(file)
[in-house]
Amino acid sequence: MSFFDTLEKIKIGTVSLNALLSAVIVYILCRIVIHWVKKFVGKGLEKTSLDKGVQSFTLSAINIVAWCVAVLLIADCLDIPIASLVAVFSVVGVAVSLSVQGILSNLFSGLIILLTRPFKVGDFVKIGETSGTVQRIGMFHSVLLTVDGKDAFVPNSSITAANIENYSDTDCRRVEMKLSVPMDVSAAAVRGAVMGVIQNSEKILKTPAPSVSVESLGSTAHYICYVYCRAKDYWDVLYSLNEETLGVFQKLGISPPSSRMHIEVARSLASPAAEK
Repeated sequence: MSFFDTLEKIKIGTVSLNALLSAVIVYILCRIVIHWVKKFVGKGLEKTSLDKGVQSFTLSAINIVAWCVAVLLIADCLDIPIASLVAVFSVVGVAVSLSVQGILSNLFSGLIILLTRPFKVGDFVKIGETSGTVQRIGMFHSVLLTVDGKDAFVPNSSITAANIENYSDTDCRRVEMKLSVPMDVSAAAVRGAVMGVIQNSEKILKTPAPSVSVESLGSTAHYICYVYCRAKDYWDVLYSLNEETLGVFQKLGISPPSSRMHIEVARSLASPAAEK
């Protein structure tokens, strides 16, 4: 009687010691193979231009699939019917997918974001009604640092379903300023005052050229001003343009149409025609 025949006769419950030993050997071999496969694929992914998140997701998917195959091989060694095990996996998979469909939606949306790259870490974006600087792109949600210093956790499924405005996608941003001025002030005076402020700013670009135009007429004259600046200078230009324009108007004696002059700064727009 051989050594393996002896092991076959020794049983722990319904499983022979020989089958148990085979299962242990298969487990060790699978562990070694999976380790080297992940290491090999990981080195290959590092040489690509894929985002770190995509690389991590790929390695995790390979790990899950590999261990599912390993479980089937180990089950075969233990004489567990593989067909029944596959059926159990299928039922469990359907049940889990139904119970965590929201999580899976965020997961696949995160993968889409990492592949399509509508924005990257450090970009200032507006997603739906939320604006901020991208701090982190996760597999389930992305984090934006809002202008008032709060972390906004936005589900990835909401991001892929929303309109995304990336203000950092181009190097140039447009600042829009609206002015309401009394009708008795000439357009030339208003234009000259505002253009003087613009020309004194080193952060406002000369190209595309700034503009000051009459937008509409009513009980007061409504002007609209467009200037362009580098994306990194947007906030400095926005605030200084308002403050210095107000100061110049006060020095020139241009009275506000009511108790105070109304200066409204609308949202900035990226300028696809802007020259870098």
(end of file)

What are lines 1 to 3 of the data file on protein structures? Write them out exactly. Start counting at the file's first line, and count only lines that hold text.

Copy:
[in-house]
Amino acid sequence: MSFFDTLEKIKIGTVSLNALLSAVIVYILCRIVIHWVKKFVGKGLEKTSLDKGVQSFTLSAINIVAWCVAVLLIADCLDIPIASLVAVFSVVGVAVSLSVQGILSNLFSGLIILLTRPFKVGDFVKIGETSGTVQRIGMFHSVLLTVDGKDAFVPNSSITAANIENYSDTDCRRVEMKLSVPMDVSAAAVRGAVMGVIQNSEKILKTPAPSVSVESLGSTAHYICYVYCRAKDYWDVLYSLNEETLGVFQKLGISPPSSRMHIEVARSLASPAAEK
Repeated sequence: MSFFDTLEKIKIGTVSLNALLSAVIVYILCRIVIHWVKKFVGKGLEKTSLDKGVQSFTLSAINIVAWCVAVLLIADCLDIPIASLVAVFSVVGVAVSLSVQGILSNLFSGLIILLTRPFKVGDFVKIGETSGTVQRIGMFHSVLLTVDGKDAFVPNSSITAANIENYSDTDCRRVEMKLSVPMDVSAAAVRGAVMGVIQNSEKILKTPAPSVSVESLGSTAHYICYVYCRAKDYWDVLYSLNEETLGVFQKLGISPPSSRMHIEVARSLASPAAEK